LCSO says that from 2015 to 2016 its video copy requests have increased by about 130 percent, from 1,211 requests in fiscal 2015 to 2,776 in fiscal 2016.

In addition to the sheriff’s office’s data storage need, the Loudoun County Commonwealth’s Attorney is asking for $194,660 in additional staff support if the body worn camera program is expanded to 119 new devices.

Currently, when the commonwealth’s attorney’s office asks LCSO for video evidence for a case, the sheriff’s office is tasked with reproducing the video, putting it on a DVD and handing it over to the commonwealth’s attorney’s office to review.

Commonwealth’s Attorney James Plowman noted the process of putting the footage on a DVD is tedious. Plowman said that other jurisdictions have managed to share video footage though a web based system.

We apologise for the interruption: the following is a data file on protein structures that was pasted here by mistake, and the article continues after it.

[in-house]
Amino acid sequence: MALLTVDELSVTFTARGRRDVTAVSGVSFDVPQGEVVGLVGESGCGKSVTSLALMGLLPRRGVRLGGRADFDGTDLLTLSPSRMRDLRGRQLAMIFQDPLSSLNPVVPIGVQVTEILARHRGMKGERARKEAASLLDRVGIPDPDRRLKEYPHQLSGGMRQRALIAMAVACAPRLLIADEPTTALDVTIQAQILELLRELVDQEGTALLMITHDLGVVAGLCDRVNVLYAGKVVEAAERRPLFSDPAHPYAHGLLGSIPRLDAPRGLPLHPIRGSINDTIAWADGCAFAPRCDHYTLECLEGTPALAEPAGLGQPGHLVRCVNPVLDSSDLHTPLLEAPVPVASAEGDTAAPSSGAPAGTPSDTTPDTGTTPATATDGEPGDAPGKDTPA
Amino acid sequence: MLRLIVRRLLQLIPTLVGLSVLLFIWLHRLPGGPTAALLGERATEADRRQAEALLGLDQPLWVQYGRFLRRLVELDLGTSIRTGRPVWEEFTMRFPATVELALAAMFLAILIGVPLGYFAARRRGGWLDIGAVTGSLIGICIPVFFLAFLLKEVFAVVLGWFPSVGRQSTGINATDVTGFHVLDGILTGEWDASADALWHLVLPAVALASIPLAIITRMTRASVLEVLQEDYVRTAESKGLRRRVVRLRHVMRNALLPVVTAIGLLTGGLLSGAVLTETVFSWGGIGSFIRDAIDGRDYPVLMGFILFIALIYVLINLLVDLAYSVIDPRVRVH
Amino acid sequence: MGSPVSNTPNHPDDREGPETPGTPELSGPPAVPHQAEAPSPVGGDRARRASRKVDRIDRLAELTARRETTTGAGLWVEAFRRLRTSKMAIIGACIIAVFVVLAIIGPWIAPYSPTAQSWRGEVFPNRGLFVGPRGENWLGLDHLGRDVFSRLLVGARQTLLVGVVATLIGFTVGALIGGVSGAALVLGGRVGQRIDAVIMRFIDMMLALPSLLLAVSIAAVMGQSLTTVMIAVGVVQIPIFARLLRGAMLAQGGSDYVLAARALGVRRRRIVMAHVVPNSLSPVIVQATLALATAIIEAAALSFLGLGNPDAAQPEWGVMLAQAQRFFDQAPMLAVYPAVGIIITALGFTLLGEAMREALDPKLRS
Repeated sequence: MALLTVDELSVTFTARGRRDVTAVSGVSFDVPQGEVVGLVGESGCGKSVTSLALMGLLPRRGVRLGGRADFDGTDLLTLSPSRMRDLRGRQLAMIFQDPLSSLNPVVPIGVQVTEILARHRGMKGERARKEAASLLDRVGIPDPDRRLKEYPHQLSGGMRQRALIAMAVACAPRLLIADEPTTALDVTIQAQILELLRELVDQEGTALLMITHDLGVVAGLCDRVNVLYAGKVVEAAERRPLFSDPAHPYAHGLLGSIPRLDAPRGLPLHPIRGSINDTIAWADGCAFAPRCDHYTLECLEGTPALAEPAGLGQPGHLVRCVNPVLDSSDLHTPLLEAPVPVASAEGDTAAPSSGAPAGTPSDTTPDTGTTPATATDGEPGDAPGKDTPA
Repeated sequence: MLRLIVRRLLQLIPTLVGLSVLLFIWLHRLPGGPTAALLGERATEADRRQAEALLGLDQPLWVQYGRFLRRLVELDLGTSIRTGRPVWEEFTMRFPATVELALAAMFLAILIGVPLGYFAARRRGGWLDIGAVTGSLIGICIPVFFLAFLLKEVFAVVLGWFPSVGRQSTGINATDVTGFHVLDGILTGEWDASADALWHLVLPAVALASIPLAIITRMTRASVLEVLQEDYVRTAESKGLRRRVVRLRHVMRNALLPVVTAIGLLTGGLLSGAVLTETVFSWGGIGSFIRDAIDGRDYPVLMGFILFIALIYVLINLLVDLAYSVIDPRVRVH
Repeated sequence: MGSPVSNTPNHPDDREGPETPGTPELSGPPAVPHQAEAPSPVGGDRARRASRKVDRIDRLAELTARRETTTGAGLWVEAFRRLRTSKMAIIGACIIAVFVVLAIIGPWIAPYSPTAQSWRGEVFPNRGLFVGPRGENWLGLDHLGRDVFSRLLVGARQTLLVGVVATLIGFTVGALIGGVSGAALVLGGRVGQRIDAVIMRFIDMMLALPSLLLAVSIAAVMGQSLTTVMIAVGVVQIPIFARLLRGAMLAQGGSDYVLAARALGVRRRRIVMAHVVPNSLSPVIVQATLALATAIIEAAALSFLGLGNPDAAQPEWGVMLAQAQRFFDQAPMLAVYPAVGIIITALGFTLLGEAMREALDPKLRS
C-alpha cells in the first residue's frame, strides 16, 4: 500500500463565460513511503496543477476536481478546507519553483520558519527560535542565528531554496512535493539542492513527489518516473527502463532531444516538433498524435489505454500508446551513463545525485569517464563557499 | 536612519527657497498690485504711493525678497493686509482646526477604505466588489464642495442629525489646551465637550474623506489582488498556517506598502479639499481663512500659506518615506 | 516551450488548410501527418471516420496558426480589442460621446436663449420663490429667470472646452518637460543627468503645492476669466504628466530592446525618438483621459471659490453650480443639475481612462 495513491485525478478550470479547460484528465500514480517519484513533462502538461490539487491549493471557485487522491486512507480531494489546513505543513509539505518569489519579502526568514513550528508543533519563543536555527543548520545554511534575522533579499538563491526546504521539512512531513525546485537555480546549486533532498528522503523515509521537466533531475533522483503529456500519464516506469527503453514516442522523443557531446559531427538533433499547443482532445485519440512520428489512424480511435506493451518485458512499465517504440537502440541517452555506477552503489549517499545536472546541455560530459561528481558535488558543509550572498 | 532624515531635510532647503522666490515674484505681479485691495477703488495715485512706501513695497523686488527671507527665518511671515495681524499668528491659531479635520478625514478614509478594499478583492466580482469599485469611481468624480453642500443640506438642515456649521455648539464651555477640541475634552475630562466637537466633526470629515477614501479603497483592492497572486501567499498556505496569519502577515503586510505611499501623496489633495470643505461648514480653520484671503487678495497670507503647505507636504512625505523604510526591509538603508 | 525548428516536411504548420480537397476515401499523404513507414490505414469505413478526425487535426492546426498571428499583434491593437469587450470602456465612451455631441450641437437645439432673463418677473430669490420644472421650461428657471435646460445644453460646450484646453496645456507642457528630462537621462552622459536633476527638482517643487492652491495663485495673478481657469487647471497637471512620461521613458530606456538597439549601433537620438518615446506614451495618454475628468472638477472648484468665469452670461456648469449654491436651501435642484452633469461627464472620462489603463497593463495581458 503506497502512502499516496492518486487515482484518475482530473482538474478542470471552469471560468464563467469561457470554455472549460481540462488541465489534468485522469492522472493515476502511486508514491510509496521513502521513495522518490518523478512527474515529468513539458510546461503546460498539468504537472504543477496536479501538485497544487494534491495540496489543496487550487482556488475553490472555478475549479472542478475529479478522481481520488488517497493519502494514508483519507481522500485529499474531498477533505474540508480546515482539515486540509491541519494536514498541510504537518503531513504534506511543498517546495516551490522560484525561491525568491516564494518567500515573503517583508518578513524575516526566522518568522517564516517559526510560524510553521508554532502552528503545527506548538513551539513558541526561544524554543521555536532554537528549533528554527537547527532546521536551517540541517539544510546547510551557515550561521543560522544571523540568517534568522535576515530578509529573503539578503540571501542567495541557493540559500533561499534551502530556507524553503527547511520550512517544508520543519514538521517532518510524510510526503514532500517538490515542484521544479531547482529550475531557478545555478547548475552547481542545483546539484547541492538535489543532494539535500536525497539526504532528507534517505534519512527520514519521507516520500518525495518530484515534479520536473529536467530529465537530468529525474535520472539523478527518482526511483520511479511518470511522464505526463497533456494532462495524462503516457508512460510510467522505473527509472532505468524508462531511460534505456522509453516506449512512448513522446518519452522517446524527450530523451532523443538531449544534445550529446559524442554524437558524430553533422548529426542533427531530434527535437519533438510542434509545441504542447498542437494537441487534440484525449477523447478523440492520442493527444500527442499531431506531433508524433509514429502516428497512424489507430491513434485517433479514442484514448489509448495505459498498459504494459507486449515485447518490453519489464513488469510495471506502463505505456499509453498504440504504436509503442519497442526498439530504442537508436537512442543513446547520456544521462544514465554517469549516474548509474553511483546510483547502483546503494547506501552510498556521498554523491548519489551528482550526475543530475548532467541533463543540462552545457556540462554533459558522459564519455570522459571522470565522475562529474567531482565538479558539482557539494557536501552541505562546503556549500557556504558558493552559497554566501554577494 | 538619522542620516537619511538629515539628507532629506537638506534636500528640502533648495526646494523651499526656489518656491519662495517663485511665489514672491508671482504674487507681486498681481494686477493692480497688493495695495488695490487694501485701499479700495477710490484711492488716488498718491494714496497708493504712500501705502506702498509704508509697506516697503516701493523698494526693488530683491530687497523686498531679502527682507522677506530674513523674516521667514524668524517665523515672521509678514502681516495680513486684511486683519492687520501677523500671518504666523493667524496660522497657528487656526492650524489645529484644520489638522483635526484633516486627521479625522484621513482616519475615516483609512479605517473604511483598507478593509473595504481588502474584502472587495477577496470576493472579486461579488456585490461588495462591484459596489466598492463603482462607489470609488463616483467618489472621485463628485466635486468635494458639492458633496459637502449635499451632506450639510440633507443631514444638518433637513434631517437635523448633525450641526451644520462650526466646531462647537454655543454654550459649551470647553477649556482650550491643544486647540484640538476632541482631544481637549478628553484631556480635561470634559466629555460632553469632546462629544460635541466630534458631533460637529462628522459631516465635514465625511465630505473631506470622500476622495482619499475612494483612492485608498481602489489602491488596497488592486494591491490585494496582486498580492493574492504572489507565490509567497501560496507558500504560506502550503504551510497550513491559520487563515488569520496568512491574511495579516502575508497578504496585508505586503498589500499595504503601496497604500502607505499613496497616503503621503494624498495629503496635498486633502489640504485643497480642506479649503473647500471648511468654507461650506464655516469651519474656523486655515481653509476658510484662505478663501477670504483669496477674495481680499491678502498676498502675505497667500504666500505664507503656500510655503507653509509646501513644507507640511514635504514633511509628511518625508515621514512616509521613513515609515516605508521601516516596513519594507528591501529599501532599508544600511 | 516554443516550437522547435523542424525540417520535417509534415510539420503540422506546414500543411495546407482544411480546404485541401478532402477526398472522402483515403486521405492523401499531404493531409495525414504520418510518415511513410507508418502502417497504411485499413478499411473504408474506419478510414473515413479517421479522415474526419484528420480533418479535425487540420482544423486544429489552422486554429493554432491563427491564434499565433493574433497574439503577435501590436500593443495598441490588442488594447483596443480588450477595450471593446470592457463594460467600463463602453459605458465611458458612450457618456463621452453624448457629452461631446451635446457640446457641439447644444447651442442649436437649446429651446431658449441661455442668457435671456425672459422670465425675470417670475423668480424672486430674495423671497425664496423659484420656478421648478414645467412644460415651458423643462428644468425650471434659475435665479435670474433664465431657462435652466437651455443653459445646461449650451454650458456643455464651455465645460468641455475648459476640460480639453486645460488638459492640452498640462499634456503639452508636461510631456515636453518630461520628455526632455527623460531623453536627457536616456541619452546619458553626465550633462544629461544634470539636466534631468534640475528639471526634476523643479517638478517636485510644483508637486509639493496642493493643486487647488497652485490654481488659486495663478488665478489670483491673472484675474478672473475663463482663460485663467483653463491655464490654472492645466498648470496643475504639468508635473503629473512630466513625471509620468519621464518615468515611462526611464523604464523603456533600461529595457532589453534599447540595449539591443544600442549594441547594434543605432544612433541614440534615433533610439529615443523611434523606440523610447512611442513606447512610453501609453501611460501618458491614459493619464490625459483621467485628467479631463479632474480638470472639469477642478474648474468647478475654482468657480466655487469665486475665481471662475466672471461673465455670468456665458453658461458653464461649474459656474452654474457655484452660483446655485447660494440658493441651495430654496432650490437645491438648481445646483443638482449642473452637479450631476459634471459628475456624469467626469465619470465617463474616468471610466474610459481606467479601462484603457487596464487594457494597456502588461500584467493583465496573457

“If we don’t shift to a web based system, the magnitude of work is astronomically greater,” Plowman said.

The overall body camera request is still pending approval from the Board of Supervisors. After the board heard feedback from the commonwealth’s attorney and sheriff’s offices, Supervisor Matt Letourneau (R-Dulles) said “clearly we need to do some work on this entire issue.”


Comments


we need to take FAIRFAX COUNTY and MONTGOMERY COUNTY lead since they are the 2 most desirable places in DC area.

Brian Allman mentioned FFX county does not have them , so Loudon should not have them either.

The only way to justify is if the 2 top counties in the area have them (of which Loudon is not one of them).

$41K for officer salary seems a bit low. But if spouse is also working for LCSO that is 82K between both which will get you by with not much left in savings